Dog gone

Boozy and sweet: a deep-fried tequila shot at Hamdogs Restaurant.

Boozy and sweet: a deep-fried tequila shot at Hamdogs Restaurant.

Photo/Allison Young

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Open 24 hours, Hamdogs Restaurant is a bit of a mashup. Part sports bar, part diner, they have a kids menu listed next to the twice-daily happy hour drink specials. The breakfast menu is served from 11 p.m. to 11 a.m. every day, the dinner and 24-hour menus are replete with comfort food staples, and there’s a meeting room available for private events. So, that’s the joint—let’s talk about the food.

We were one of three tables served at 7 p.m. on a Sunday night, so quick service wasn’t an issue. We ordered a pair of craft beers to start, a watermelon wheat ($2) and smoked stout ($6). I enjoyed the stout, not so much the watermelon. Think Jolly Rancher left to steep overnight.

My wife had a hankerin’ for some old fashioned meatloaf, while I ordered a namesake “Hot Hamdog,” a concoction of ground beef and pork rolled into a small oven-roasted loaf, topped with marinara sauce, cheese, bacon and jalapeños on a hoagie roll. However, I can’t tell you about either dish, as they’d run out of both meatloaf and Hamdogs. No Hamdogs at Hamdogs? On to Plan B.

My wife switched to chicken-fried steak with mushroom gravy, garlic cheddar mashed potatoes and a side salad ($12.99). I ordered a medium-rare pastrami bleu burger ($13.49): hamburger patty topped with thin-cut grilled pastrami, bleu cheese and red pepper mayo on a sesame seed bun, with battered onion rings. I couldn’t decide between appetizers, so I ordered two and figured I’d take leftovers home: Scotch eggs ($7.99): hard boiled eggs wrapped in Italian sausage, breaded, fried and served with mustard sauce, and stuffed mushrooms ($9.99): crab and cream cheese stuffing, beer battered and deep fried.

The eggs were hot and relatively tasty, with the sauce likely a mix of mayo and brown mustard. Not bad at all. The mushrooms suffered from their own moisture with zero hint of crab. Anyone who’s worked with 'shrooms should know to pre-cook them before stuffing and frying. White mushrooms may look dry but they hold a lot of moisture, and it didn’t take long for those battered morsels to become a soggy mess on the plate. Gross.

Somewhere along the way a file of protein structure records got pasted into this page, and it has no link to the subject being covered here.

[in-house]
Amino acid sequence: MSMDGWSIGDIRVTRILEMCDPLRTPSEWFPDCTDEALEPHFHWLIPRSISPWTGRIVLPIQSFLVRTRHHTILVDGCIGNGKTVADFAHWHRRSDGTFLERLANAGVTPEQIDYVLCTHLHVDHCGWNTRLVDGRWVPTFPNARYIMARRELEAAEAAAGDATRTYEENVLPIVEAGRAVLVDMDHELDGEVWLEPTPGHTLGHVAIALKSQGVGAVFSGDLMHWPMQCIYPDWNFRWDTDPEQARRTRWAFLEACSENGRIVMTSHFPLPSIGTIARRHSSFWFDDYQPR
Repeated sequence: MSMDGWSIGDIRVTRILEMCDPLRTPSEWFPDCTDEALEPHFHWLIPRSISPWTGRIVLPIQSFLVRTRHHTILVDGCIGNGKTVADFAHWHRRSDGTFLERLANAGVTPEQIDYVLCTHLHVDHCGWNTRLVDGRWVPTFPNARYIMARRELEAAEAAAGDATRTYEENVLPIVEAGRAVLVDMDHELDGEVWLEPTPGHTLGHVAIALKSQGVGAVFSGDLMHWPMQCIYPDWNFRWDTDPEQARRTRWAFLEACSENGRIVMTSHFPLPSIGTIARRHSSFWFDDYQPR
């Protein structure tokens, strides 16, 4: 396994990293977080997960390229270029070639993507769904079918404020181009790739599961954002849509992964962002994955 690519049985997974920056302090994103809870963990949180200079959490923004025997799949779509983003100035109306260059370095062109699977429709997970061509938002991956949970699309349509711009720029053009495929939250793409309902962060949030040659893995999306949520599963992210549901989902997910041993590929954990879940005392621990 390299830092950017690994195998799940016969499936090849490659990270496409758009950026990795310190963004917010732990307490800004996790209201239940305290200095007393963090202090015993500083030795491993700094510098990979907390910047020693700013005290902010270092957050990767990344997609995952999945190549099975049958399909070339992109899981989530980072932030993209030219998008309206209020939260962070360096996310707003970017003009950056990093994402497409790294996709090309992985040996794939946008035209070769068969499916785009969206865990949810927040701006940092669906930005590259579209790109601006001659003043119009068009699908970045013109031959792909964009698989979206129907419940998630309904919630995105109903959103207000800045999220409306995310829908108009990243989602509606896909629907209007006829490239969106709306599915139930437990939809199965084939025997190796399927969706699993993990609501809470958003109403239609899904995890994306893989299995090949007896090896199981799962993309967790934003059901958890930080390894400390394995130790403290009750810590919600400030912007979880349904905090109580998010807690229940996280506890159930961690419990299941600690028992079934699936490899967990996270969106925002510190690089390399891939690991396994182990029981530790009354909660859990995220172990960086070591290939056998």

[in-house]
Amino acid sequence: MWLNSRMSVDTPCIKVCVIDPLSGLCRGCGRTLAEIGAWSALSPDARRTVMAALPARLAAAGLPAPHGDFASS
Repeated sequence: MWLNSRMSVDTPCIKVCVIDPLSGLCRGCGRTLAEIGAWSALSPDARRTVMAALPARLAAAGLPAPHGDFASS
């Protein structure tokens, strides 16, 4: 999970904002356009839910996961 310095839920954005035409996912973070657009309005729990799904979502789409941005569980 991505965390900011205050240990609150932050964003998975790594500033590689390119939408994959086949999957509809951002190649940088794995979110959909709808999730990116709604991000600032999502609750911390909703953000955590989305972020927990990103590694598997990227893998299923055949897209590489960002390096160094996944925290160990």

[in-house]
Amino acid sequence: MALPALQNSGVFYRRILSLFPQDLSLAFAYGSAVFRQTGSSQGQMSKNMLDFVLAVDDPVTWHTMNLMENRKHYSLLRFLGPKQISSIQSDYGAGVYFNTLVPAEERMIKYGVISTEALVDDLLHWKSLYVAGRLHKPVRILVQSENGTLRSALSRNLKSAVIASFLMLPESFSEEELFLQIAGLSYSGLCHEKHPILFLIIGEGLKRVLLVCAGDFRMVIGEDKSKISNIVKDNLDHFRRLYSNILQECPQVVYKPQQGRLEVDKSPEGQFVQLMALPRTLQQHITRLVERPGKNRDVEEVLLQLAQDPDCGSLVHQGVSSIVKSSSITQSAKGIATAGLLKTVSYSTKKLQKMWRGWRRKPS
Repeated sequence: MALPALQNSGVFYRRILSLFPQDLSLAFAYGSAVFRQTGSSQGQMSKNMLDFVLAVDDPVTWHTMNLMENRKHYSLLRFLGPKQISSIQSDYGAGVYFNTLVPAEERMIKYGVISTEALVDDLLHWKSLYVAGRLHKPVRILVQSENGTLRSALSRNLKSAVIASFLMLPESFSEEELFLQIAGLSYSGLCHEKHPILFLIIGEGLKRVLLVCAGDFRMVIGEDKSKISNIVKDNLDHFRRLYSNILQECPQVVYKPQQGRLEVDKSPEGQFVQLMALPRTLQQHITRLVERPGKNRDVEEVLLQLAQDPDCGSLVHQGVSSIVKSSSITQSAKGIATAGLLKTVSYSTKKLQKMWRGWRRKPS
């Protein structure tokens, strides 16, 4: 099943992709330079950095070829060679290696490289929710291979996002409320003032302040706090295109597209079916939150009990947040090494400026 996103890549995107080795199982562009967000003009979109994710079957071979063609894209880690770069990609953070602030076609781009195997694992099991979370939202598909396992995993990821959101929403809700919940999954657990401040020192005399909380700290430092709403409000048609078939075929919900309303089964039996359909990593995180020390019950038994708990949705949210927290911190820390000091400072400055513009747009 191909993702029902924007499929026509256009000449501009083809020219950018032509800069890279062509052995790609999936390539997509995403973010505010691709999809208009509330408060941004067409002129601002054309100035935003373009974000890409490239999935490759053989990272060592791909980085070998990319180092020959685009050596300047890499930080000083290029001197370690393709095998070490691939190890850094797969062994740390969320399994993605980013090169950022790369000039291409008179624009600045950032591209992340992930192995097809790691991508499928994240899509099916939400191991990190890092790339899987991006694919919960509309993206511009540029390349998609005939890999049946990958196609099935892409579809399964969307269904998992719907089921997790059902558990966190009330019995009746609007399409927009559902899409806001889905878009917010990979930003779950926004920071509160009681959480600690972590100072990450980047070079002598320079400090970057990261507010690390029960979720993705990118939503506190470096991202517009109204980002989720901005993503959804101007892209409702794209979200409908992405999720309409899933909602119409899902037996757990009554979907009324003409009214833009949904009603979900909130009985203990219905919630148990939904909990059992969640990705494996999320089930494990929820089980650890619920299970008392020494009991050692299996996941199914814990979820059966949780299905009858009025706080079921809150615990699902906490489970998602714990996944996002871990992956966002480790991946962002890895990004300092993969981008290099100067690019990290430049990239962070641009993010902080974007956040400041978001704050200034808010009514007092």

My wife’s fried cube steak was well seasoned and tender. The spuds had a ton of garlic—I could smell the plate on its way to our table—yet no discernible cheese. The dish was topped with brown gravy and … raw mushrooms. Raw, sliced mushrooms just tossed on top of the gravy in plain sight. They weren’t undercooked—they were raw. Still, my wife ate and mostly enjoyed it and said maybe the cook is new. Yeah—new to cooking, maybe. Who knowingly serves raw mushrooms on anything other than salad?

Which brings us to my burger. The quarter-pound patty was so perfectly flat and round, I have to wonder if it came from a freezer. Cooked well past medium, it was at least pretty well seasoned. A couple of thick slices of room temperature pastrami were laid on top of the patty, and a lump of crumbled cheese finished it. No hint of mayo, red pepper or otherwise. On the side were a pair of mushy tomato slices and an iceberg leaf that looked sat upon. I requested ranch dressing to go with the four onion rings on my plate. One tablespoon of ranch cost 75 cents. But, with the addition of the mustard sauce from the appetizers, the flavors of pastrami and burger were quite good.

For dessert, we shared a deep fried tequila shot ($6): cubed angel food cake soaked in tequila and lime, deep fried for seconds, served in a shooter rimmed with salt. It was boozy, sweet, and I’m glad we shared.

The place is new, and we guessed someone was in training. Maybe next time I’ll get to find out what a Hamdog tastes like.